Elizabeth Gilbert is well-known for two very big, very different artistic ventures. The first, which you have undoubtedly heard of (if not read or watched the film adaptation of), is her personal story of searching for pleasure, devotion and worldly enjoyment. Now celebrating its 10th anniversary, Eat Pray Love has been on the New York Times bestseller list for over 200 weeks.
Shortly after her memoir came out, Gilbert gave a TED Talk on the creative genius, which has been viewed over 12 million times. Her latest news-worthy venture is her book Big Magic, and it came as no surprise at all that our team devoured it. For us it served as a refreshing dose of inspiration; a water hose of “you can do it and here’s why.”
If you look at any one of our copies you’ll see dog ears, underlines and highlights, denoting nuggets of inspiration that we don’t want to forget. It’s in that same vein that we share four of our favorite takeaways from Big Magic:
Creative is Better
Gilbert says it herself almost immediately: a creative life is an amplified life. We couldn’t agree more. Whatever it is you create – be it a painting, grocery list or persuasive PowerPoint deck – the more creative you allow yourself to get, the more free you will become. And, forgive the pun, but creativity and freedom are where the magic happens.
Ideas are Life-Forms
Just like other living creatures, ideas have desires. In this case, the impulse is to be made manifest. An idea will come to you and if you don’t jump on it – seize the opportunity to bring it to life – the little life form will find someone else to bring it to fruition. Ideas are easy to miss, often because we aren’t paying attention. But if an idea comes to you and breaks into your consciousness, and you start to nourish it and pay it attention, it will stick with you.
You can’t pick up a book called Big Magic and expect it wouldn’t at least touch on the supernatural, and in Part II, Gilbert does that. And you know what? We’re believers. Pay attention.
Your Art Doesn’t Have to be Your Job
Putting the pressure on your art to pay your rent and feed your children is a foolproof way to scare it off. Gilbert doesn’t touch on this but we encourage you to think about your art as an “and,” not an “or.” You can wash windows and write short stories; you can be the chief marketing officer and practice interpretive dance. This mindset change is big, and without it, you may just be unknowingly killing your art. That is to say, if you rely on your creativity to pay your rent and it doesn’t, you end up doing away with your creativity altogether. Think “and,” not “or,” and you’ll give your creativity wings.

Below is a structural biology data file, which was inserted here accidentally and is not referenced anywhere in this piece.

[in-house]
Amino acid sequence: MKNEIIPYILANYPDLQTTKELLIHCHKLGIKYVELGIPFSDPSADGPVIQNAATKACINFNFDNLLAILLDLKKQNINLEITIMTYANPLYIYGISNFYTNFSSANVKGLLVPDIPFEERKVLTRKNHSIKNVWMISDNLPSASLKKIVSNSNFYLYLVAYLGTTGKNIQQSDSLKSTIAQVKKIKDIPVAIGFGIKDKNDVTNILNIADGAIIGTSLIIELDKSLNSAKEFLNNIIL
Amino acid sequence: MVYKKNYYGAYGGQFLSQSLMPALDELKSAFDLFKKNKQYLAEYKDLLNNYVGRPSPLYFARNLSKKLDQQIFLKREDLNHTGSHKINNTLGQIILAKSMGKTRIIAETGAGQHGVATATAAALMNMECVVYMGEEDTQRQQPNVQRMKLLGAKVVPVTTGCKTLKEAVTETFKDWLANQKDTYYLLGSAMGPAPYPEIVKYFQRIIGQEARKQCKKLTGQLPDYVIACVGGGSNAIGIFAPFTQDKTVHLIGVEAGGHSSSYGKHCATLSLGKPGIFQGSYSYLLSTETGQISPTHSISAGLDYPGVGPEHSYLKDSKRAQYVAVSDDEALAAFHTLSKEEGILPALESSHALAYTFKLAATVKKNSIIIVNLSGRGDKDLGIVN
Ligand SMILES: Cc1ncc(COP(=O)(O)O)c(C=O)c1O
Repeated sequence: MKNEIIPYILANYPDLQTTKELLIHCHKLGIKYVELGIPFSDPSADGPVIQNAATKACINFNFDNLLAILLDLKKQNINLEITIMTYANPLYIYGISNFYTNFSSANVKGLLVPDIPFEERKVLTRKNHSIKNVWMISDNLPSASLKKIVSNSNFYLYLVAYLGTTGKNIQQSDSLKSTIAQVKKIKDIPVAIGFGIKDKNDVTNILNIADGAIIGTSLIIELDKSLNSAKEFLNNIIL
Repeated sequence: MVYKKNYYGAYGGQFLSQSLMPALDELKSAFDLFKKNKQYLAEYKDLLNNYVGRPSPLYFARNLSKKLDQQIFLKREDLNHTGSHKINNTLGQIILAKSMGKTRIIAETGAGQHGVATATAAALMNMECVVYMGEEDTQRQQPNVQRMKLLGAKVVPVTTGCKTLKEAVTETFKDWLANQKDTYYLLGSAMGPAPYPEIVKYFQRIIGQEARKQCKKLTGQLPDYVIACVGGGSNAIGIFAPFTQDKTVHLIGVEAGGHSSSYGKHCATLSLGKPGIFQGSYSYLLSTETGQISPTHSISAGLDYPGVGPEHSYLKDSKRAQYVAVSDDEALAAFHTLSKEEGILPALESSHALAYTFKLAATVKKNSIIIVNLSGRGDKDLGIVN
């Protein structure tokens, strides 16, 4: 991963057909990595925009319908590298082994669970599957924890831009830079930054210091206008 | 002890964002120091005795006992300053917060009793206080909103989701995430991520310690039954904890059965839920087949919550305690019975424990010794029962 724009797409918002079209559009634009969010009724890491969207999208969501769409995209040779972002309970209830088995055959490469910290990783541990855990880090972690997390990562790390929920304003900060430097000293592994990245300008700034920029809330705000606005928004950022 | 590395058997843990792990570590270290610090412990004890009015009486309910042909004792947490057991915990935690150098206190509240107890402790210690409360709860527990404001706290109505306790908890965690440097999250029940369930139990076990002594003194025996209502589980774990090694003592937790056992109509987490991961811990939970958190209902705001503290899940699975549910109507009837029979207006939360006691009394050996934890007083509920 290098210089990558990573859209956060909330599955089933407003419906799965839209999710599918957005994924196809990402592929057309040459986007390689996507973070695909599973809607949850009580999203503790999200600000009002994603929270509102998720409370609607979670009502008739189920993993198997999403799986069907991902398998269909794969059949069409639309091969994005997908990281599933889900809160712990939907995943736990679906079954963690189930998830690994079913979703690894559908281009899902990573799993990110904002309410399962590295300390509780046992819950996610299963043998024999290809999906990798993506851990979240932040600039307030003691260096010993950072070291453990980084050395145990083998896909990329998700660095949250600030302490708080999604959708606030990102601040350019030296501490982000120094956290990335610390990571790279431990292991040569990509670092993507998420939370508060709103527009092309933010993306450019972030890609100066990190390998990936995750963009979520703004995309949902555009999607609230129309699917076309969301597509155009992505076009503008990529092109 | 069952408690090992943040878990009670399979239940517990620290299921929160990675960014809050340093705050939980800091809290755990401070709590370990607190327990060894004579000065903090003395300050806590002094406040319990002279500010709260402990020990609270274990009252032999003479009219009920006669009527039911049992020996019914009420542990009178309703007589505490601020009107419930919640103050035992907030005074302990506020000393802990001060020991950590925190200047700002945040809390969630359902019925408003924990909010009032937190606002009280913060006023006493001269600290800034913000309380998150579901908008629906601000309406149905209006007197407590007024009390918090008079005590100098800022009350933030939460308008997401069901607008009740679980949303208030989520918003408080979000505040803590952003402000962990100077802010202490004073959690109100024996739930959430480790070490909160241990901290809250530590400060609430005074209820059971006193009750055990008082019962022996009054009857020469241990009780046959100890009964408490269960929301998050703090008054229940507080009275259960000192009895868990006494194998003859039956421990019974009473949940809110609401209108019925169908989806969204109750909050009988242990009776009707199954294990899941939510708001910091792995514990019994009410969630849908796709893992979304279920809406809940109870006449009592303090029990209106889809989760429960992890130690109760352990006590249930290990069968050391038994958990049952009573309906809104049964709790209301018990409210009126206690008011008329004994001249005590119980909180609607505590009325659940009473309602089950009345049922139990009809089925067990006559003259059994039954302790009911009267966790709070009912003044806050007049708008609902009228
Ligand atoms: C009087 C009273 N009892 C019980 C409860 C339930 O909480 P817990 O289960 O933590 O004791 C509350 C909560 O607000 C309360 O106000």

Forget the Critics
In perhaps her most memorable line of the book, Gilbert answers a question she poses: What if you allow yourself to be creative and people attack you? Just smile sweetly and suggest that they go make their own f*cking art.
It’s not an eloquent sentence, no, but boy does it hit the message home. If someone doesn’t like your art, who cares? If someone gives you grief, tell him to go make his own art and get right back to your creativity. You’ll be all the better and more fulfilled for it.
We like this book. It’s full of compelling anecdotes narrated in Gilbert’s classically intelligent and humorous voice. We think it should be required reading for creators, and in fact, it is required reading for a class that Studio/E member Vikas Narula teaches at Minneapolis Community and Technical College. We happily and without hesitation recommend this read. We will add, however, that while her chapters cover everything you need to be inspired (courage, enchantment, permission, persistence, trust and divinity), we’d love to add a chapter on execution. That is, once you’re inspired, what’s next?
Watch for a forthcoming blog, The Unofficial Part VII of Big Magic, where we explain the Act-Learn-Build process. It will pick you up from Gilbert’s inspiration and bring you to the point of execution. From there you’re on your own. Just remember – when you happen upon an unattended idea, grab it with all your might. Take ownership, and give that idea the life it approached you for.